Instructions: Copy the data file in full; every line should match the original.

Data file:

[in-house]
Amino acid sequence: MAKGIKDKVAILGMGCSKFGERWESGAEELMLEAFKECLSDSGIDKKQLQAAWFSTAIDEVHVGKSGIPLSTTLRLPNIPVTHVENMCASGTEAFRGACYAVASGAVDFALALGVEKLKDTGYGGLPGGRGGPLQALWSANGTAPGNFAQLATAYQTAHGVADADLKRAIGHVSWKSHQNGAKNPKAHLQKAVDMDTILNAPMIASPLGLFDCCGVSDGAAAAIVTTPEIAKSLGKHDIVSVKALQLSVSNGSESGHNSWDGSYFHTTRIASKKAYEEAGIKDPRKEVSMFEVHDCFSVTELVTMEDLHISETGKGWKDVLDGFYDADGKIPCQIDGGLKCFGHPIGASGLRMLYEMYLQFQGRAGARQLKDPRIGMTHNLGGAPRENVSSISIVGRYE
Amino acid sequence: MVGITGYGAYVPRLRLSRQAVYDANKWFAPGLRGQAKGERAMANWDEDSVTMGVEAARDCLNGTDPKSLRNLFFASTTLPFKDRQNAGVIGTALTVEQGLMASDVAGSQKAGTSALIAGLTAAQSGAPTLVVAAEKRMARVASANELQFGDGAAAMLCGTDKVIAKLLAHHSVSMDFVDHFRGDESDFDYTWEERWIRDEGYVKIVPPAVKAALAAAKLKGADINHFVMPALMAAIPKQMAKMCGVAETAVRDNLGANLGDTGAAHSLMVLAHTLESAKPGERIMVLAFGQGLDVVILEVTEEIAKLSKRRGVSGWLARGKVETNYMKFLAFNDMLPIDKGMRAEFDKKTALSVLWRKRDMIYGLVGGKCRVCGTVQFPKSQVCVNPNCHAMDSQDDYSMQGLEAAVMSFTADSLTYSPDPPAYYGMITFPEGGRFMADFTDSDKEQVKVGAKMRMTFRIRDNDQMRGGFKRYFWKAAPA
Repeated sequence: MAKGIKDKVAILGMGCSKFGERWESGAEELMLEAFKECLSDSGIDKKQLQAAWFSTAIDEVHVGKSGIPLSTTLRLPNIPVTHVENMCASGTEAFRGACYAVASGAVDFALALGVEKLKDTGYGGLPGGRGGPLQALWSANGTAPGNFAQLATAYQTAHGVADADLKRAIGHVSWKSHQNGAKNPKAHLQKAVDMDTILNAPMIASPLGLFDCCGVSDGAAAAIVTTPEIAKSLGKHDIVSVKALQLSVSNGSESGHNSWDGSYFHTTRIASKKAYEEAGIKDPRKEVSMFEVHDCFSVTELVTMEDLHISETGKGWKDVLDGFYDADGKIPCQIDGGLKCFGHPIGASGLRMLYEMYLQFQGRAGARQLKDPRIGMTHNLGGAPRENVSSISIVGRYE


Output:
[in-house]
Amino acid sequence: MAKGIKDKVAILGMGCSKFGERWESGAEELMLEAFKECLSDSGIDKKQLQAAWFSTAIDEVHVGKSGIPLSTTLRLPNIPVTHVENMCASGTEAFRGACYAVASGAVDFALALGVEKLKDTGYGGLPGGRGGPLQALWSANGTAPGNFAQLATAYQTAHGVADADLKRAIGHVSWKSHQNGAKNPKAHLQKAVDMDTILNAPMIASPLGLFDCCGVSDGAAAAIVTTPEIAKSLGKHDIVSVKALQLSVSNGSESGHNSWDGSYFHTTRIASKKAYEEAGIKDPRKEVSMFEVHDCFSVTELVTMEDLHISETGKGWKDVLDGFYDADGKIPCQIDGGLKCFGHPIGASGLRMLYEMYLQFQGRAGARQLKDPRIGMTHNLGGAPRENVSSISIVGRYE
Amino acid sequence: MVGITGYGAYVPRLRLSRQAVYDANKWFAPGLRGQAKGERAMANWDEDSVTMGVEAARDCLNGTDPKSLRNLFFASTTLPFKDRQNAGVIGTALTVEQGLMASDVAGSQKAGTSALIAGLTAAQSGAPTLVVAAEKRMARVASANELQFGDGAAAMLCGTDKVIAKLLAHHSVSMDFVDHFRGDESDFDYTWEERWIRDEGYVKIVPPAVKAALAAAKLKGADINHFVMPALMAAIPKQMAKMCGVAETAVRDNLGANLGDTGAAHSLMVLAHTLESAKPGERIMVLAFGQGLDVVILEVTEEIAKLSKRRGVSGWLARGKVETNYMKFLAFNDMLPIDKGMRAEFDKKTALSVLWRKRDMIYGLVGGKCRVCGTVQFPKSQVCVNPNCHAMDSQDDYSMQGLEAAVMSFTADSLTYSPDPPAYYGMITFPEGGRFMADFTDSDKEQVKVGAKMRMTFRIRDNDQMRGGFKRYFWKAAPA
Repeated sequence: MAKGIKDKVAILGMGCSKFGERWESGAEELMLEAFKECLSDSGIDKKQLQAAWFSTAIDEVHVGKSGIPLSTTLRLPNIPVTHVENMCASGTEAFRGACYAVASGAVDFALALGVEKLKDTGYGGLPGGRGGPLQALWSANGTAPGNFAQLATAYQTAHGVADADLKRAIGHVSWKSHQNGAKNPKAHLQKAVDMDTILNAPMIASPLGLFDCCGVSDGAAAAIVTTPEIAKSLGKHDIVSVKALQLSVSNGSESGHNSWDGSYFHTTRIASKKAYEEAGIKDPRKEVSMFEVHDCFSVTELVTMEDLHISETGKGWKDVLDGFYDADGKIPCQIDGGLKCFGHPIGASGLRMLYEMYLQFQGRAGARQLKDPRIGMTHNLGGAPRENVSSISIVGRYE